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|Title:||No restraint? Understanding differences in seat belt use between fatal crashes and observational surveys|
|Publisher:||Centre for Automotive Safety Research|
|Assignee:||Motor Accident Commission (SA)|
|SJ Raftery, LN Wundersitz|
|Abstract:||Observational surveys of restraint use in South Australia have reported vehicle occupant wearing rates somewhere in the order of 97%, however these rates drop below 70% for crashes where vehicle occupants are killed or seriously injured. In order to seek some understanding of why the prevalence of seat belt use varies between observational surveys and crash statistics a review of published international research and an analysis of a sample of fatal crashes in South Australia were undertaken. The literature review indicated that individuals less likely to wear seat belts were also most likely to be involved in crashes resulting in death or serious injury. A review South Australian Coroner’s data for fatal crashes in 2008 revealed that 37% of vehicle occupants killed in a crash were unrestrained. Further analysis indicated that those least likely to be restrained were younger, more likely to have tested positive to drugs and were more likely to have engaged in extreme behaviour than those who were restrained. Restraint use was also less common amongst fatalities in rollover crashes and amongst those ejected from the vehicle. Restraint use was also identified as an important issue for Indigenous Australians and people in regional and remote areas. Examination of the characteristics of fatal crashes revealed that observational survey methodologies have a limited capacity to detect those least likely to wear seat belts. Evidence of a selective recruitment effect was also observed. The findings are discussed in relation to potential countermeasures to increase restraint use.|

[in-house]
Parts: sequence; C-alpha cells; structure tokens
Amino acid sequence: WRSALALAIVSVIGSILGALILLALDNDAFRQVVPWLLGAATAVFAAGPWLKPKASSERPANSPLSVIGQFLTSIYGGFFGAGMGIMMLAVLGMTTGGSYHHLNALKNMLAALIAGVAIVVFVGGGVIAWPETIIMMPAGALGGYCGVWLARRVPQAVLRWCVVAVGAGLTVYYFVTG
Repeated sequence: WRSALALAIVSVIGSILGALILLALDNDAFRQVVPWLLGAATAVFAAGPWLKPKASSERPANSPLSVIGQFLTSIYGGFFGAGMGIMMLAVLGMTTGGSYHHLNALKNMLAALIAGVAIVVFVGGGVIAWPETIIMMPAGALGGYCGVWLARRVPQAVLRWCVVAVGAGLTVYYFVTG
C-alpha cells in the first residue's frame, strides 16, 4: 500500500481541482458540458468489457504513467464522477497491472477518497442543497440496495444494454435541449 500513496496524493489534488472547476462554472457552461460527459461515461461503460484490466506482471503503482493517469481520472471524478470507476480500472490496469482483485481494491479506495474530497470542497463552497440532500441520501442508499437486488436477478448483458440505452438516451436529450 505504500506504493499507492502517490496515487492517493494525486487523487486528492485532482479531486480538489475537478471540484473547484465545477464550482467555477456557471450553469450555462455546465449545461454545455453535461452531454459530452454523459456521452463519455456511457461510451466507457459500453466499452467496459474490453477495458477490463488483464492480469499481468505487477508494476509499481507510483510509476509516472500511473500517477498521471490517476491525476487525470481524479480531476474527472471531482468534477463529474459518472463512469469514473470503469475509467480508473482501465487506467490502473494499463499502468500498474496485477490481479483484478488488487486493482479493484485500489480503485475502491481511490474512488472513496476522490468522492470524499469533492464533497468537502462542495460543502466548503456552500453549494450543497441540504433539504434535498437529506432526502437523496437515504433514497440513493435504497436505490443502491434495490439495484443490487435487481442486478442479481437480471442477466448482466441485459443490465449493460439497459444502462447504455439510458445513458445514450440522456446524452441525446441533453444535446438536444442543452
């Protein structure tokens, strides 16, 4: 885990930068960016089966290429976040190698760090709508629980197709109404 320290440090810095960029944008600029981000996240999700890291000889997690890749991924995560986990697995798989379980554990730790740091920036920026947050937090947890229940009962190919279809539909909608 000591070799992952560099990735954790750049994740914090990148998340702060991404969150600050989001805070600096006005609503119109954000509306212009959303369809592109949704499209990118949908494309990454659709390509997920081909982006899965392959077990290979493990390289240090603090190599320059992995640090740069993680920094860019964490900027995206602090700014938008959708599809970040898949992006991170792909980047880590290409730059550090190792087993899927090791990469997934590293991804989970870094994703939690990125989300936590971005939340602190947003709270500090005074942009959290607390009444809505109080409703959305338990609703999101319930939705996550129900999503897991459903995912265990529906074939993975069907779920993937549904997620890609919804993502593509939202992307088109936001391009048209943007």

|Keywords:||Restraint usage; Fatality; Literature review|
|Rights:||© The University of Adelaide 2011|
|Appears in Collections:||Centre for Automotive Safety Research reports|
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